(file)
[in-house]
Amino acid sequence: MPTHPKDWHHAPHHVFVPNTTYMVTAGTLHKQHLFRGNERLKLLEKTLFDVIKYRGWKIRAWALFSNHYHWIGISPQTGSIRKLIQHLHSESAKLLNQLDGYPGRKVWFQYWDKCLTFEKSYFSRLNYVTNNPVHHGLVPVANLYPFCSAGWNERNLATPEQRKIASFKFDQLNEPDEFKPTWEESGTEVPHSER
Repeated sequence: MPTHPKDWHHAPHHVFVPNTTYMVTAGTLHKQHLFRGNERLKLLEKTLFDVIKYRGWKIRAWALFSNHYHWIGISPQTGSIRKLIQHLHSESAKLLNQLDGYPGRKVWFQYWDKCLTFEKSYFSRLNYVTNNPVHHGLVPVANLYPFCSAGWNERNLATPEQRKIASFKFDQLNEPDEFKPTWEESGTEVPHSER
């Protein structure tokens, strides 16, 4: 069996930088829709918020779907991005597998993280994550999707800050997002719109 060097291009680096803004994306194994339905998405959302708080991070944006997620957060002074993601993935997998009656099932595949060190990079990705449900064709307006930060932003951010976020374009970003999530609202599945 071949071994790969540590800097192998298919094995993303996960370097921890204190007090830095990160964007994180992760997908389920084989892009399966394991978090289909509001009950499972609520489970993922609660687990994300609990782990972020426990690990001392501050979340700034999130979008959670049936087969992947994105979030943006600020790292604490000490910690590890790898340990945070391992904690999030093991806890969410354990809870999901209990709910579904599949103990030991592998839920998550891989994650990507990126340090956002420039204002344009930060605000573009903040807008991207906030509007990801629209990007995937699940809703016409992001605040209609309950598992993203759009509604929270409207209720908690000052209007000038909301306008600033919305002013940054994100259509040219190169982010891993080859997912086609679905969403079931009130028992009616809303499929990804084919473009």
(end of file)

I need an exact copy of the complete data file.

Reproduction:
[in-house]
Amino acid sequence: MPTHPKDWHHAPHHVFVPNTTYMVTAGTLHKQHLFRGNERLKLLEKTLFDVIKYRGWKIRAWALFSNHYHWIGISPQTGSIRKLIQHLHSESAKLLNQLDGYPGRKVWFQYWDKCLTFEKSYFSRLNYVTNNPVHHGLVPVANLYPFCSAGWNERNLATPEQRKIASFKFDQLNEPDEFKPTWEESGTEVPHSER
Repeated sequence: MPTHPKDWHHAPHHVFVPNTTYMVTAGTLHKQHLFRGNERLKLLEKTLFDVIKYRGWKIRAWALFSNHYHWIGISPQTGSIRKLIQHLHSESAKLLNQLDGYPGRKVWFQYWDKCLTFEKSYFSRLNYVTNNPVHHGLVPVANLYPFCSAGWNERNLATPEQRKIASFKFDQLNEPDEFKPTWEESGTEVPHSER
């Protein structure tokens, strides 16, 4: 069996930088829709918020779907991005597998993280994550999707800050997002719109 060097291009680096803004994306194994339905998405959302708080991070944006997620957060002074993601993935997998009656099932595949060190990079990705449900064709307006930060932003951010976020374009970003999530609202599945 071949071994790969540590800097192998298919094995993303996960370097921890204190007090830095990160964007994180992760997908389920084989892009399966394991978090289909509001009950499972609520489970993922609660687990994300609990782990972020426990690990001392501050979340700034999130979008959670049936087969992947994105979030943006600020790292604490000490910690590890790898340990945070391992904690999030093991806890969410354990809870999901209990709910579904599949103990030991592998839920998550891989994650990507990126340090956002420039204002344009930060605000573009903040807008991207906030509007990801629209990007995937699940809703016409992001605040209609309950598992993203759009509604929270409207209720908690000052209007000038909301306008600033919305002013940054994100259509040219190169982010891993080859997912086609679905969403079931009130028992009616809303499929990804084919473009």